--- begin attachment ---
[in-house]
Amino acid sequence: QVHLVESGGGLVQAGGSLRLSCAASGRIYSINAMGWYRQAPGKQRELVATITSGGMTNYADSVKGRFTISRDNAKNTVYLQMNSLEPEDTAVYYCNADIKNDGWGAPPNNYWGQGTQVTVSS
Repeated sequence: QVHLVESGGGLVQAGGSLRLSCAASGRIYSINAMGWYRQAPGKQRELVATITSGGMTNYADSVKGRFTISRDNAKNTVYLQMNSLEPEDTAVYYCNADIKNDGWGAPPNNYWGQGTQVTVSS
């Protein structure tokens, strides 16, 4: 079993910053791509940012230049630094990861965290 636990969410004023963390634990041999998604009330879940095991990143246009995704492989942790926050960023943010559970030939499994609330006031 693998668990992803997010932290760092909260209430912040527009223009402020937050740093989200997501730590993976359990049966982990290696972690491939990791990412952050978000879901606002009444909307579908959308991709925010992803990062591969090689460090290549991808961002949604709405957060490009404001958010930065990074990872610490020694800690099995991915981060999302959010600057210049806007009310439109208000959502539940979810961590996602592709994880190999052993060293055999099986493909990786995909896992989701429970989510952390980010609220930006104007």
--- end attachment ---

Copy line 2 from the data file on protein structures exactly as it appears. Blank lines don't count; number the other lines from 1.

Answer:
Amino acid sequence: QVHLVESGGGLVQAGGSLRLSCAASGRIYSINAMGWYRQAPGKQRELVATITSGGMTNYADSVKGRFTISRDNAKNTVYLQMNSLEPEDTAVYYCNADIKNDGWGAPPNNYWGQGTQVTVSS